HB planners review parking changes
The Holmes Beach Planning Commission Aug. 26 decided that the city commission’s proposed land-development code changes were consistent with the city’s comprehensive plan.
But the planning commission expressed some concerns during the discussion meeting at Holmes Beach City Hall.
The changes the city commission discussed at its meeting included the possibility that an incoming business owner wanting to add parking spaces would not be required to submit a site plan to commissioners.
LaRue Planning and Management Services designed the proposal so that the applicant could bypass the city commission in the parking-lot development process.
A site plan submitted to the city commission would not be required if the amount of additional parking spaces exceeded 20 spaces and 35 percent of the existing capacity.
For example, if a business owner wanted to add to the maximum amount of parking spaces to a lot with a capacity of 100, the owner would not be exempt from submitting a site plan to commissioners for 35 additional spaces, because, although the lot would increase by the maximum of 35 percent, it would exceed the 20-space limit.
If a proposed change in lot spaces did meet the criteria of less than 35 percent and 20 spaces, the applicant would still submit a site plan to public works superintendent Joe Duennes, who would have the option of sending the site plan to city commissioners.
City commissioners agreed a fixed number of 20 allowable parking spaces would prevent a large business, such as a shopping center, from adding parking that might overflow into residential neighborhoods.
They also agreed putting a cap on the number of additional parking spaces would encourage shoppers and diners to travel by means other than their personal vehicles.
Applicants would have the option of submitting to Duennes a parking-lot study that documents their parking needs are justified.
The city commission also asked that the current parking-lot requirement for a restaurant, bar or cocktail lounge be changed from one parking space per three seats to one parking space per five seats. This, commissioners said, would encourage car-pooling.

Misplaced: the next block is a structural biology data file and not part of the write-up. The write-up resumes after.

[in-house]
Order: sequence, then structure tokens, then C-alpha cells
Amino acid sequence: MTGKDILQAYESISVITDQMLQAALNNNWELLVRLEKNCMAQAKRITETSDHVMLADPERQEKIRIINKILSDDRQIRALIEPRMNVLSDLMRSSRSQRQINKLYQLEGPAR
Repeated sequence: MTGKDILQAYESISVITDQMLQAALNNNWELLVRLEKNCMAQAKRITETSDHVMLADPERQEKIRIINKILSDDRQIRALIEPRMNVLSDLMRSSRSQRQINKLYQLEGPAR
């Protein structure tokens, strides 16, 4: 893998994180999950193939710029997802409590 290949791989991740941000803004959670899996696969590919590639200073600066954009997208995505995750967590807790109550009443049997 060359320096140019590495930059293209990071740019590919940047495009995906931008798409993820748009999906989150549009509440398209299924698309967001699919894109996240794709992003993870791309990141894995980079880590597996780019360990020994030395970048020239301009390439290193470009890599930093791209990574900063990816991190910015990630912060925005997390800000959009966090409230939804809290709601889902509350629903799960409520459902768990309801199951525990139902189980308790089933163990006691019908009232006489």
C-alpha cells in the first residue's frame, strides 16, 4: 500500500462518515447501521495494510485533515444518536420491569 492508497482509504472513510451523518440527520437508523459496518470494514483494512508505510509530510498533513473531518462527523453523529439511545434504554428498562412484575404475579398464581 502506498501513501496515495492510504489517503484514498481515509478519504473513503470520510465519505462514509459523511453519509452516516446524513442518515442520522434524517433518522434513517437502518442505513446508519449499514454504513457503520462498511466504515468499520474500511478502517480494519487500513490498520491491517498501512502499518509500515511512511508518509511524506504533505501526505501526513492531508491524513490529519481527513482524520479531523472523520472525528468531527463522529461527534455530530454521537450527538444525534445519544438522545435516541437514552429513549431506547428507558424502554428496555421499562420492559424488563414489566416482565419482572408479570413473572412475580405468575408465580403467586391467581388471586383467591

This is where the planning commission had some concerns. It will recommend to the city commission that the comprehensive plan should allow up to four seats per parking space instead of five.
The planning commission also suggested that Duennes consult business owners adjacent to where parking lot changes are made prior to allowing changes.
“Where this will become more of an issue is where a number of adjoining retail stores or restaurants might all make parking changes within the same period of time make adjustments,” said planning commission member Michael Snyder. “I think it would be a magnification issue when the businesses are close together and things start changing.”
The planning commission — Ed Kerr, Sue Normand, Sylvia Harris, Gary Hickerson and Snyder — also was concerned that there seem to be no standards for the parking-lot studies.
The bottom line, said city planner Bill Brisson, is the city commission would simply need to be convinced the change is necessary.
Regarding lots without a house or other primary structure, the city commission agreed on a land-development code proposal that would allow a resident to construct a boat dock and 10-by-8-foot storage shed on a remote lot.
Duennes proposed the city commission allow a 20 to 25-square-foot garage. However, commissioners agreed such a garage could be used for partying rather than storage.
The commission had no concerns to submit to commissioners about adding structures to vacant lots.